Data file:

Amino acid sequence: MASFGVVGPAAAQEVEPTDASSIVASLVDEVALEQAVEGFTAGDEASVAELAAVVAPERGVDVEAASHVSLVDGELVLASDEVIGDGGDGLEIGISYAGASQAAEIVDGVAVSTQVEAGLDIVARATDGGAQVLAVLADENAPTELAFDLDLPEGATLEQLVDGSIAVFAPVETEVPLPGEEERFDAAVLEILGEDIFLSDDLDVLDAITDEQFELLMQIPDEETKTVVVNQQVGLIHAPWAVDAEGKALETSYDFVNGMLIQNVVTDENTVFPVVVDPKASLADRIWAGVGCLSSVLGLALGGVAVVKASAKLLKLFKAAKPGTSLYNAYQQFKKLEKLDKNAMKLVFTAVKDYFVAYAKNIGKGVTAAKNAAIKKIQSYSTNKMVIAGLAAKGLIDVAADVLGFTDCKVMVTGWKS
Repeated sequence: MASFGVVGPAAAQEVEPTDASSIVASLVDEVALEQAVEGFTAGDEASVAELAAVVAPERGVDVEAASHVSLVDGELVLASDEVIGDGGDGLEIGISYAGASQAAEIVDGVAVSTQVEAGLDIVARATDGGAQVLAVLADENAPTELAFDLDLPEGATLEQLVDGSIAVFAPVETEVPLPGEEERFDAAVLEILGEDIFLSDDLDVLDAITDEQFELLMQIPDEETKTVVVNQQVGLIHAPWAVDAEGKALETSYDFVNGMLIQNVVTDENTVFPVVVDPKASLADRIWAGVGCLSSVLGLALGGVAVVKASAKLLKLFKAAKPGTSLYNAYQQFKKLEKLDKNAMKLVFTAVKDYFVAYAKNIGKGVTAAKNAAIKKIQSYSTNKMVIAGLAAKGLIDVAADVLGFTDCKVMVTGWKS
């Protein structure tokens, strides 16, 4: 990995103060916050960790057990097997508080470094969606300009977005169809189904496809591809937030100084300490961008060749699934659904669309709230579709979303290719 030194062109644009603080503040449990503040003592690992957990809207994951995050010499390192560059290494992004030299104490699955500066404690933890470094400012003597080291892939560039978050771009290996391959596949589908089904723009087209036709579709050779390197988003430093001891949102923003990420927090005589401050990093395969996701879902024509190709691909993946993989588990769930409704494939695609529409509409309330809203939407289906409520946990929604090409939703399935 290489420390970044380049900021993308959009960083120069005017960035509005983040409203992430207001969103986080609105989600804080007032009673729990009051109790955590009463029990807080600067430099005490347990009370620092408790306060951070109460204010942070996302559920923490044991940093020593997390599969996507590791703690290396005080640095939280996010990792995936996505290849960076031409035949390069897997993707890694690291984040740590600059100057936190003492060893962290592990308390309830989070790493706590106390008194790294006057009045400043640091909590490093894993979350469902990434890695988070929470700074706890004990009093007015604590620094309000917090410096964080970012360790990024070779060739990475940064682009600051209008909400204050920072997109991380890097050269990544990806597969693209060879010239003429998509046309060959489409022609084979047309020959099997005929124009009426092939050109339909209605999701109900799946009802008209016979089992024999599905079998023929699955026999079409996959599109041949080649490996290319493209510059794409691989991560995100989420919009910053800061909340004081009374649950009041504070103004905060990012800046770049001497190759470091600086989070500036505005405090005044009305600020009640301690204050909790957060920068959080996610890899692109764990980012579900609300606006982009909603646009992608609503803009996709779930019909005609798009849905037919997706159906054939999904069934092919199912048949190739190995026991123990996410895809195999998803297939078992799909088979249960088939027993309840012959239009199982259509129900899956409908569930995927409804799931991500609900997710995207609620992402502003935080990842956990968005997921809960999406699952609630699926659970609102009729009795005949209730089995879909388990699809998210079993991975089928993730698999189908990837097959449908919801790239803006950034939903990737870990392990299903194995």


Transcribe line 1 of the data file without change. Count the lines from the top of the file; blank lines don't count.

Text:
Amino acid sequence: MASFGVVGPAAAQEVEPTDASSIVASLVDEVALEQAVEGFTAGDEASVAELAAVVAPERGVDVEAASHVSLVDGELVLASDEVIGDGGDGLEIGISYAGASQAAEIVDGVAVSTQVEAGLDIVARATDGGAQVLAVLADENAPTELAFDLDLPEGATLEQLVDGSIAVFAPVETEVPLPGEEERFDAAVLEILGEDIFLSDDLDVLDAITDEQFELLMQIPDEETKTVVVNQQVGLIHAPWAVDAEGKALETSYDFVNGMLIQNVVTDENTVFPVVVDPKASLADRIWAGVGCLSSVLGLALGGVAVVKASAKLLKLFKAAKPGTSLYNAYQQFKKLEKLDKNAMKLVFTAVKDYFVAYAKNIGKGVTAAKNAAIKKIQSYSTNKMVIAGLAAKGLIDVAADVLGFTDCKVMVTGWKS